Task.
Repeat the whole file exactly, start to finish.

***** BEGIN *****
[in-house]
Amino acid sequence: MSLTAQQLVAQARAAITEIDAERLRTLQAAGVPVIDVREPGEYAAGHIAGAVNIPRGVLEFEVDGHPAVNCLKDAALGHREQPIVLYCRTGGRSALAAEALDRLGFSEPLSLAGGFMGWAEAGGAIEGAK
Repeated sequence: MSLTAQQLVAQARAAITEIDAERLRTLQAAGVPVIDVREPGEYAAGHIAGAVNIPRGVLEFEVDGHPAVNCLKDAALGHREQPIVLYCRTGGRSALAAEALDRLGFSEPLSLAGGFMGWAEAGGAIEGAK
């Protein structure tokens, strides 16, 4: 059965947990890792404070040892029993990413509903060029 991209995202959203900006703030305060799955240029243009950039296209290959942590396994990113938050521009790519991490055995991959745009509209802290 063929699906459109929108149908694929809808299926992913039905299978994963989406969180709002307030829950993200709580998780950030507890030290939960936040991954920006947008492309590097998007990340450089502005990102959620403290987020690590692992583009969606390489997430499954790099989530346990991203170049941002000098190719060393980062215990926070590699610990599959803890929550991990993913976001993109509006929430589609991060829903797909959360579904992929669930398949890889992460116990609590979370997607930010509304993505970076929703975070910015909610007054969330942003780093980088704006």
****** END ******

[in-house]
Amino acid sequence: MSLTAQQLVAQARAAITEIDAERLRTLQAAGVPVIDVREPGEYAAGHIAGAVNIPRGVLEFEVDGHPAVNCLKDAALGHREQPIVLYCRTGGRSALAAEALDRLGFSEPLSLAGGFMGWAEAGGAIEGAK
Repeated sequence: MSLTAQQLVAQARAAITEIDAERLRTLQAAGVPVIDVREPGEYAAGHIAGAVNIPRGVLEFEVDGHPAVNCLKDAALGHREQPIVLYCRTGGRSALAAEALDRLGFSEPLSLAGGFMGWAEAGGAIEGAK
């Protein structure tokens, strides 16, 4: 059965947990890792404070040892029993990413509903060029 991209995202959203900006703030305060799955240029243009950039296209290959942590396994990113938050521009790519991490055995991959745009509209802290 063929699906459109929108149908694929809808299926992913039905299978994963989406969180709002307030829950993200709580998780950030507890030290939960936040991954920006947008492309590097998007990340450089502005990102959620403290987020690590692992583009969606390489997430499954790099989530346990991203170049941002000098190719060393980062215990926070590699610990599959803890929550991990993913976001993109509006929430589609991060829903797909959360579904992929669930398949890889992460116990609590979370997607930010509304993505970076929703975070910015909610007054969330942003780093980088704006």